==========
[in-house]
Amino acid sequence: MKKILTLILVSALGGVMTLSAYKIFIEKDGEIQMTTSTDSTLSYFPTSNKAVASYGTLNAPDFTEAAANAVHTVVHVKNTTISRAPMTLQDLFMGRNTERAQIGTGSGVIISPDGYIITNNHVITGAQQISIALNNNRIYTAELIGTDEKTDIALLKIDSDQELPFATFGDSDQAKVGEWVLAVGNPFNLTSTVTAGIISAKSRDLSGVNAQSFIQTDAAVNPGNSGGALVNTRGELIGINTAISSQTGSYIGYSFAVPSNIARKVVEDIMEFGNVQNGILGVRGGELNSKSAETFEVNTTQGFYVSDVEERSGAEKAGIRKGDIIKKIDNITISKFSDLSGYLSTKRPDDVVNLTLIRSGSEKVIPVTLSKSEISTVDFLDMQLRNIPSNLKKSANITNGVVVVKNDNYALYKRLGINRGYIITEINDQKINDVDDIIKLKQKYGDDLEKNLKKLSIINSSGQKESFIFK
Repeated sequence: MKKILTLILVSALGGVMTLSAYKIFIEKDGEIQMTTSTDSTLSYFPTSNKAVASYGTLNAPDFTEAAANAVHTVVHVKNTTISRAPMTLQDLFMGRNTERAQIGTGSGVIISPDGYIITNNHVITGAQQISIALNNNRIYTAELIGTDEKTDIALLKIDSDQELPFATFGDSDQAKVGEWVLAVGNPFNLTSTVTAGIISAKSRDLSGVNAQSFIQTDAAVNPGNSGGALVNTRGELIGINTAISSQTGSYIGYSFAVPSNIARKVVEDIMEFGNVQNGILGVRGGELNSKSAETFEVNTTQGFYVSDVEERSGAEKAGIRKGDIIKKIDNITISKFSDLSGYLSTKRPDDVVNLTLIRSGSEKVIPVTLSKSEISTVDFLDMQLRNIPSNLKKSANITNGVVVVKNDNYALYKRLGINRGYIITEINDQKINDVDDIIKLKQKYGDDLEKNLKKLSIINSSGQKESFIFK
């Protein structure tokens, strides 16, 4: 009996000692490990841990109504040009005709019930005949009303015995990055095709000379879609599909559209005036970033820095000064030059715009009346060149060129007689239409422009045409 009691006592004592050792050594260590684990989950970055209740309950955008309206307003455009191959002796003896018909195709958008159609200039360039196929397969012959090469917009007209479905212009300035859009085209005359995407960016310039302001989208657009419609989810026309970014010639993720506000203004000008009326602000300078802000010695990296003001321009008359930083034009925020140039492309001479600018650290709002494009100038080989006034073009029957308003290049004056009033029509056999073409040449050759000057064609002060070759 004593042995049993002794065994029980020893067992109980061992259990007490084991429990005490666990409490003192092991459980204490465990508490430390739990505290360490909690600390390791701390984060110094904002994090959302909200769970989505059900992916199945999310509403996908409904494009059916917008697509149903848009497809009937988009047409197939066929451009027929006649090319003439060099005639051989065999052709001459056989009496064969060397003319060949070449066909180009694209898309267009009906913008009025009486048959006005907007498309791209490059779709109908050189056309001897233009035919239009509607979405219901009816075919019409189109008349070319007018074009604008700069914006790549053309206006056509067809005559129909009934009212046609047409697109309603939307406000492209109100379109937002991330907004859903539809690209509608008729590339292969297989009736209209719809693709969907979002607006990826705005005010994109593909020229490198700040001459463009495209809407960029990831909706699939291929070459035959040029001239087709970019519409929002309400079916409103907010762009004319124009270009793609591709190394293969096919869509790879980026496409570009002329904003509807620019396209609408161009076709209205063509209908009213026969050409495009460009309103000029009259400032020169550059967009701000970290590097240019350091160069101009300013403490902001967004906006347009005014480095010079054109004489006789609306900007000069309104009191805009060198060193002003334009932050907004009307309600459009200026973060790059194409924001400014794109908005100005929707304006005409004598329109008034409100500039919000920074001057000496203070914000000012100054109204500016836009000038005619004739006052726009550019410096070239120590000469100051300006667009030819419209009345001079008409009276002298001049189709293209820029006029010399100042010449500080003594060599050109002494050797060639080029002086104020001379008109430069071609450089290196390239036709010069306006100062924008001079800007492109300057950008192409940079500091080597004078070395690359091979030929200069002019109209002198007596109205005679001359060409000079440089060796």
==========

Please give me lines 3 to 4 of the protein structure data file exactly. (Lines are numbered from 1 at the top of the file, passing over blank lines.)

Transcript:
Repeated sequence: MKKILTLILVSALGGVMTLSAYKIFIEKDGEIQMTTSTDSTLSYFPTSNKAVASYGTLNAPDFTEAAANAVHTVVHVKNTTISRAPMTLQDLFMGRNTERAQIGTGSGVIISPDGYIITNNHVITGAQQISIALNNNRIYTAELIGTDEKTDIALLKIDSDQELPFATFGDSDQAKVGEWVLAVGNPFNLTSTVTAGIISAKSRDLSGVNAQSFIQTDAAVNPGNSGGALVNTRGELIGINTAISSQTGSYIGYSFAVPSNIARKVVEDIMEFGNVQNGILGVRGGELNSKSAETFEVNTTQGFYVSDVEERSGAEKAGIRKGDIIKKIDNITISKFSDLSGYLSTKRPDDVVNLTLIRSGSEKVIPVTLSKSEISTVDFLDMQLRNIPSNLKKSANITNGVVVVKNDNYALYKRLGINRGYIITEINDQKINDVDDIIKLKQKYGDDLEKNLKKLSIINSSGQKESFIFK
């Protein structure tokens, strides 16, 4: 009996000692490990841990109504040009005709019930005949009303015995990055095709000379879609599909559209005036970033820095000064030059715009009346060149060129007689239409422009045409 009691006592004592050792050594260590684990989950970055209740309950955008309206307003455009191959002796003896018909195709958008159609200039360039196929397969012959090469917009007209479905212009300035859009085209005359995407960016310039302001989208657009419609989810026309970014010639993720506000203004000008009326602000300078802000010695990296003001321009008359930083034009925020140039492309001479600018650290709002494009100038080989006034073009029957308003290049004056009033029509056999073409040449050759000057064609002060070759 004593042995049993002794065994029980020893067992109980061992259990007490084991429990005490666990409490003192092991459980204490465990508490430390739990505290360490909690600390390791701390984060110094904002994090959302909200769970989505059900992916199945999310509403996908409904494009059916917008697509149903848009497809009937988009047409197939066929451009027929006649090319003439060099005639051989065999052709001459056989009496064969060397003319060949070449066909180009694209898309267009009906913008009025009486048959006005907007498309791209490059779709109908050189056309001897233009035919239009509607979405219901009816075919019409189109008349070319007018074009604008700069914006790549053309206006056509067809005559129909009934009212046609047409697109309603939307406000492209109100379109937002991330907004859903539809690209509608008729590339292969297989009736209209719809693709969907979002607006990826705005005010994109593909020229490198700040001459463009495209809407960029990831909706699939291929070459035959040029001239087709970019519409929002309400079916409103907010762009004319124009270009793609591709190394293969096919869509790879980026496409570009002329904003509807620019396209609408161009076709209205063509209908009213026969050409495009460009309103000029009259400032020169550059967009701000970290590097240019350091160069101009300013403490902001967004906006347009005014480095010079054109004489006789609306900007000069309104009191805009060198060193002003334009932050907004009307309600459009200026973060790059194409924001400014794109908005100005929707304006005409004598329109008034409100500039919000920074001057000496203070914000000012100054109204500016836009000038005619004739006052726009550019410096070239120590000469100051300006667009030819419209009345001079008409009276002298001049189709293209820029006029010399100042010449500080003594060599050109002494050797060639080029002086104020001379008109430069071609450089290196390239036709010069306006100062924008001079800007492109300057950008192409940079500091080597004078070395690359091979030929200069002019109209002198007596109205005679001359060409000079440089060796």